Retirement Insights Tip #5: The Power of Tax Deferred Compounding

By | July 22nd, 2019|irs, retirement|

Deferring the tax on investment earnings, such as dividends, interest or capital gains, may help accumulate more after-tax wealth over time than earning the same return in a taxable account. This is known as tax-deferred compounding. This chart shows an initial $100,000 after-tax investment in either a taxable or tax-deferred account that earns a 6% return (assumed to be subject to ordinary income taxes). Assuming an income tax rate of 24%, the value of the tax-deferred account (net of taxes owed) after 30 years accumulates over $79,000 more than if the investment return had been taxed 24% each year.

Choosing to shelter investment growth in tax-deferred accounts over the long term may result in more wealth for retirement. The value of tax deferral in this example is equivalent to a .7% higher annual return over the time period. TAXES CAN WAIT!

IRS Boosts Contribution Limits for 2019!

By | November 6th, 2018|irs, retirement|

 

Here’s a great New Year’s Resolution for 2019Save more in your retirement accounts!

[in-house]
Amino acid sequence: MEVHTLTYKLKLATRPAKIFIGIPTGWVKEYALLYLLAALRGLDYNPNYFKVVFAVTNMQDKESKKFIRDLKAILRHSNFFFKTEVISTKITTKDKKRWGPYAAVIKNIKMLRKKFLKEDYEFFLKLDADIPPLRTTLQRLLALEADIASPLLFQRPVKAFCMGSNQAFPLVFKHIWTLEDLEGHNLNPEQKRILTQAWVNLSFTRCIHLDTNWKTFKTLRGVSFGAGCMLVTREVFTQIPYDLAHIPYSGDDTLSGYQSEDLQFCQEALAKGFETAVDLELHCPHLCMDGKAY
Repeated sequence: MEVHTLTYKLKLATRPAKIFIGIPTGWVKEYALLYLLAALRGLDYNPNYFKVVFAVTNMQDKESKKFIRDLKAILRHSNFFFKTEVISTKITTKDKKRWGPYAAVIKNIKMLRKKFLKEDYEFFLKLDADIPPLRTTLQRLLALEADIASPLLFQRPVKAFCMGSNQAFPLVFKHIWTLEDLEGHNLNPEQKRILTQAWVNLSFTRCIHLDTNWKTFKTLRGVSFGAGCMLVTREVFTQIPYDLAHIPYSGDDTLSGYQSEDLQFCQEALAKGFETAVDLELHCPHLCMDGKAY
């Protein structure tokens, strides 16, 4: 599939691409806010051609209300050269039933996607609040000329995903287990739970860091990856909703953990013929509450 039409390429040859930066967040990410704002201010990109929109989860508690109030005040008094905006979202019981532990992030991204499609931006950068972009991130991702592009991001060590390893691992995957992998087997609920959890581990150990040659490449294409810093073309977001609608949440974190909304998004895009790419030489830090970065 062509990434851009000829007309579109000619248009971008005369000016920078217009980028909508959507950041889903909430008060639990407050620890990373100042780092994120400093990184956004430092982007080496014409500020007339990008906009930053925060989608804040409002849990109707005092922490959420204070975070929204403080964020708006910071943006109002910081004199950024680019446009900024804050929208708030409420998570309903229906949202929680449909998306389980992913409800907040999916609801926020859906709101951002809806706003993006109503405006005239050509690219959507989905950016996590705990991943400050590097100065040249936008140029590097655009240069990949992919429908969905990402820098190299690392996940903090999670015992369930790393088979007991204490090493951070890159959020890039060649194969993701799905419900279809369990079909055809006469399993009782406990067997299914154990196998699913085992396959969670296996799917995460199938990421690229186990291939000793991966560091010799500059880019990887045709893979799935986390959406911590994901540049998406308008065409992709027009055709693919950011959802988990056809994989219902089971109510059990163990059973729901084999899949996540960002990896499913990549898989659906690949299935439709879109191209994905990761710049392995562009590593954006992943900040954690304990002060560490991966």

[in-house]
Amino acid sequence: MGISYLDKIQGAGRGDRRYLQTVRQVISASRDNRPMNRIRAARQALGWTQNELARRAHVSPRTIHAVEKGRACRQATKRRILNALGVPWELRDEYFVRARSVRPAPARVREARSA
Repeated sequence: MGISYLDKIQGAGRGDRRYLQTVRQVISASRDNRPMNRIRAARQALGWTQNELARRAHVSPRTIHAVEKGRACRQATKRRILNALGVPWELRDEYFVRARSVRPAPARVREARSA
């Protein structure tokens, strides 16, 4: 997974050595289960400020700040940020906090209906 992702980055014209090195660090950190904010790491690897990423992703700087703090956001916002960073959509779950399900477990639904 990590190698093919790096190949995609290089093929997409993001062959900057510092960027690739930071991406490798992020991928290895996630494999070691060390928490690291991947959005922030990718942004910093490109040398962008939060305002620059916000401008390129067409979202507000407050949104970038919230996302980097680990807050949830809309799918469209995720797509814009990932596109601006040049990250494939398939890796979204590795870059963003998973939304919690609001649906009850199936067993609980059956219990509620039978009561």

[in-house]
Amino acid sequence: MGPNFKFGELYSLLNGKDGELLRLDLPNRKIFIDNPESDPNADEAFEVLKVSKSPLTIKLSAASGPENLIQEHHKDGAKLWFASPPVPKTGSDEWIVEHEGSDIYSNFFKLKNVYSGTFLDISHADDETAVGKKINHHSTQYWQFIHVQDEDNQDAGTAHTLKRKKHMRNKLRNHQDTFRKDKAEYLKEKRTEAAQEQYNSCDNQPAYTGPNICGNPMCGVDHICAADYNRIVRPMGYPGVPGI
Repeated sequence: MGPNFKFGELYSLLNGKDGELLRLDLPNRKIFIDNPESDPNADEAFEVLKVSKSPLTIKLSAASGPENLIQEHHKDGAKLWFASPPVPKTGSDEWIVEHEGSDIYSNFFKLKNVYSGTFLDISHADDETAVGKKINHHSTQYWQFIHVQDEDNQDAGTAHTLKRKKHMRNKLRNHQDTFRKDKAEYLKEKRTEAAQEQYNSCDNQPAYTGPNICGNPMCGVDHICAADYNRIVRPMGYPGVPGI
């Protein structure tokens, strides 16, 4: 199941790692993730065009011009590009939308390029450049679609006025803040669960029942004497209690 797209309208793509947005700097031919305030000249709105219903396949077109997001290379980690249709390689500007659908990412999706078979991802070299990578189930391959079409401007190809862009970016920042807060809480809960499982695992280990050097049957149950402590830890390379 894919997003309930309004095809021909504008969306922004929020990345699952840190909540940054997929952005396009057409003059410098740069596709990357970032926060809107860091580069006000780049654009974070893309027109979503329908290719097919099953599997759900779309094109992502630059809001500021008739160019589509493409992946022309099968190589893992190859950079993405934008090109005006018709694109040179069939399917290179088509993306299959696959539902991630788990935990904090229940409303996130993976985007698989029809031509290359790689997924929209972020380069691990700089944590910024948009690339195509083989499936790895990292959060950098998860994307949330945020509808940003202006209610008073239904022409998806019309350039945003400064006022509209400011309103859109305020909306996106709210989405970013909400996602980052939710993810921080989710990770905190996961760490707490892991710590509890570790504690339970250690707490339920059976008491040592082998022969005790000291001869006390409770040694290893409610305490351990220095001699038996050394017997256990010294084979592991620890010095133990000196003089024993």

The IRS is on board! They recently announced new contribution limits for 401(k) participants and IRA account holders. Here’s how much you can sock away toward retirement in 2019:

  • In 2019, you will be able to save up to $19,000 in your 401(k) or 403(b), up from $18,500 in 2018.
  • The limit for individual retirement accounts will be $6,000 – up from $5,500 this year
  • Small business owners – Solo 401(k) and SEP IRA limits will increase $1,000 to $56,000 in 2019
  • The catch-up contribution limits for those 50 and over remain unchanged at $1,000 for IRA’s and $6,000 employee plans.

In addition, the income ranges that determine eligibility for…
deductible contributions to traditional IRA’s
Roth IRA’s
…have all increased as follows:

  • Single Taxpayer covered by a workplace retirement plan – $64k-$74k
  • Married Filing jointly, where contributor is covered by a workplace retirement plan – phase out range for a deductible contribution up to $103k-$123k
  • IRA contributor not covered by a plan at work, but is married to someone who is covered – range = $193k-203k
  • Taxpayers making Roth contributions have a new phase out range of $122k-$137k for singles and heads of household
  • Married couples filing jointly – Roth contributions phase out range – $193k-$203k

So here’s to 2019! The year you accomplished your savings resolution, your tax bill got lower and your retirement savings got higher!

As always, we are here to help! Contact us for help navigating the numbers or setting up a plan.

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